The Huffington Post is crazy about your health
Why bogus treatments and crackpot medical theories dominate "The Internet Newspaper"

By Rahul K. Parikh, M.D.

July 30, 2009 | This spring, during the swine flu outbreak, I was searching the Web for news when a blog post on the Huffington Post caught my eye. Titled "Swine Flu: Protect Yourself and Your Loved Ones," its author, Kim Evans, offered a unique prescription for swine flu, one she believed could "save your life": deep-cleansing enemas.

"Most estimates are that the average person has ten or more pounds of stored waste just in their colon," Evans wrote. "In any case, many people have found that disease disappears when this waste is gone, and that when the body is clean it's much more difficult for new problems, like viruses, to take hold in the first place. And it's my understanding that many people who took regular enemas instead of vaccines during the 1918 pandemic made it out on the other side as well."

This is not exactly first-line advice on influenza prevention. There's no proof that a cleansing program will prevent influenza. In fact, Evans' notion contradicts basic germ theory. Influenza infection is transmitted through respiratory channels and not, like gastrointestinal infections, through contact with fecal matter. And even if people in 1918 did try to protect themselves with enemas -- Evans doesn't cite any historical record -- there's no evidence the practice saved anybody's life. Note to Evans: People did not have a choice between enemas and vaccines in 1918. The first influenza vaccine was developed in the 1940s.

The Huffington Post is one of the most valuable pieces of real estate on the Internet these days. It operates mostly as a news aggregation site (it has featured Salon stories) and throws open its doors to a wide range of bloggers, who cover everything from politics to entertainment. "When it comes to health and wellness issues, our goal is to provide a diverse forum for a reasoned discussion of issues of interest and importance to our readers," Arianna Huffington, the site's namesake founder, author, socialite and pundit, told me.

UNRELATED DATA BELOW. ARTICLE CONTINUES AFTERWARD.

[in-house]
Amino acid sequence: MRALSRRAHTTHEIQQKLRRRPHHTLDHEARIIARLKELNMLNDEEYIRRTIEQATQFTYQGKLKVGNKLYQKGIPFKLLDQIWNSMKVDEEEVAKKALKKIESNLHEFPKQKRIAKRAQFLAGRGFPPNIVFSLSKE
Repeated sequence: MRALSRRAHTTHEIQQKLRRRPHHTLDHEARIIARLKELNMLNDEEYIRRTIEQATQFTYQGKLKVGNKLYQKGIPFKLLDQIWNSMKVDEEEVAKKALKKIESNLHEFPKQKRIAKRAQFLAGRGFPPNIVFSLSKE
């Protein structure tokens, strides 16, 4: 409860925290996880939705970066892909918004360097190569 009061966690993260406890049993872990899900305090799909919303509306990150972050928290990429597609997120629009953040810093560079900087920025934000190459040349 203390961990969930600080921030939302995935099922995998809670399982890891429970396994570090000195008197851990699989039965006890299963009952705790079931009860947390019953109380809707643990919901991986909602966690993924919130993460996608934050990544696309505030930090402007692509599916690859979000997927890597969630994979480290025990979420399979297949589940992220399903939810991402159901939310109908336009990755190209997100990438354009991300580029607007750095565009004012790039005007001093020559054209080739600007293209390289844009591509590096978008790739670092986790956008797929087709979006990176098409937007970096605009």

I would like to believe her. But when it comes to health and wellness, that diverse forum seems defined mostly by bloggers who are friends of Huffington or those who mirror her own advocacy of alternative medicine, described in her books and in many magazine profiles of her. Among others, the site has given a forum to Oprah Winfrey's women's health guru, Christiane Northrup, who believes women develop thyroid disease due to an inability to assert themselves; Deepak Chopra, who mashes up medicine and religion into self-help books and PBS infomercials; and countless others pitching cures that range from herbs to blood electrification to ozonated water to energy scans.

As a physician, I am not necessarily opposed to alternative health treatments. But I do want to be responsible and certain that what I prescribe to patients is safe and effective and not a waste of their time and money. A recent Associated Press